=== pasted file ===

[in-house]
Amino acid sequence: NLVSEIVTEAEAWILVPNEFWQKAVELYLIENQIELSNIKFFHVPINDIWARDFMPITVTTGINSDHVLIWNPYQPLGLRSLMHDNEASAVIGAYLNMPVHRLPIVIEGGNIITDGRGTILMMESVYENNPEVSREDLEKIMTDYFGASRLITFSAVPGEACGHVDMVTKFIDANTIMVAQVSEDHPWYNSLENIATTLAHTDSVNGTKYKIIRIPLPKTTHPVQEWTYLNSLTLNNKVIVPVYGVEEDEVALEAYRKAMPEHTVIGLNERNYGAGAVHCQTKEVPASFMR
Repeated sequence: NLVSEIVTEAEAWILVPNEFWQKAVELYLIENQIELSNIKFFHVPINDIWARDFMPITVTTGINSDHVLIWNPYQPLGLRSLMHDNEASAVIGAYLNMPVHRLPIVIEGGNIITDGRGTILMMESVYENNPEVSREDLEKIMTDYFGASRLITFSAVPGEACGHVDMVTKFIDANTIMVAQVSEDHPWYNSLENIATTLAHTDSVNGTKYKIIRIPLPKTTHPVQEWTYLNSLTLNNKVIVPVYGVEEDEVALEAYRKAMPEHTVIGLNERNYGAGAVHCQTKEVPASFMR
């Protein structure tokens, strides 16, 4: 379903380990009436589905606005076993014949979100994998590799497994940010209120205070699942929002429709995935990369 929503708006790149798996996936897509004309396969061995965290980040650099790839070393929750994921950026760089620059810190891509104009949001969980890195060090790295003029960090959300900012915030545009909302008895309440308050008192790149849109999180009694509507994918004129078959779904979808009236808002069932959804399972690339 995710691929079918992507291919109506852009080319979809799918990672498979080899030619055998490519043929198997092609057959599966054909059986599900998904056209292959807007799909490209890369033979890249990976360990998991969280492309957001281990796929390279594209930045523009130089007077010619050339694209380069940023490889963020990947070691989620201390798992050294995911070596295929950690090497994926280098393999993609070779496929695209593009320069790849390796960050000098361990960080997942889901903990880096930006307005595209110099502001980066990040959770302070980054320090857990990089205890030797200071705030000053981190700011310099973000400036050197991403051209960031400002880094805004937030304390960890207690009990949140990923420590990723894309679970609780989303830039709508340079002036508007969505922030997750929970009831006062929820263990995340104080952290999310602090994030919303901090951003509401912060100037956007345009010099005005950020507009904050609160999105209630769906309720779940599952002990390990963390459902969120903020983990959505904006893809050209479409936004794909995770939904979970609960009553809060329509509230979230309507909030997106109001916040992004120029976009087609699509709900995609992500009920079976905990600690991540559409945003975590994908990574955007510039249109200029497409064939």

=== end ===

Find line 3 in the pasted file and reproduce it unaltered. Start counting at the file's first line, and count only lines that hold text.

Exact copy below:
Repeated sequence: NLVSEIVTEAEAWILVPNEFWQKAVELYLIENQIELSNIKFFHVPINDIWARDFMPITVTTGINSDHVLIWNPYQPLGLRSLMHDNEASAVIGAYLNMPVHRLPIVIEGGNIITDGRGTILMMESVYENNPEVSREDLEKIMTDYFGASRLITFSAVPGEACGHVDMVTKFIDANTIMVAQVSEDHPWYNSLENIATTLAHTDSVNGTKYKIIRIPLPKTTHPVQEWTYLNSLTLNNKVIVPVYGVEEDEVALEAYRKAMPEHTVIGLNERNYGAGAVHCQTKEVPASFMR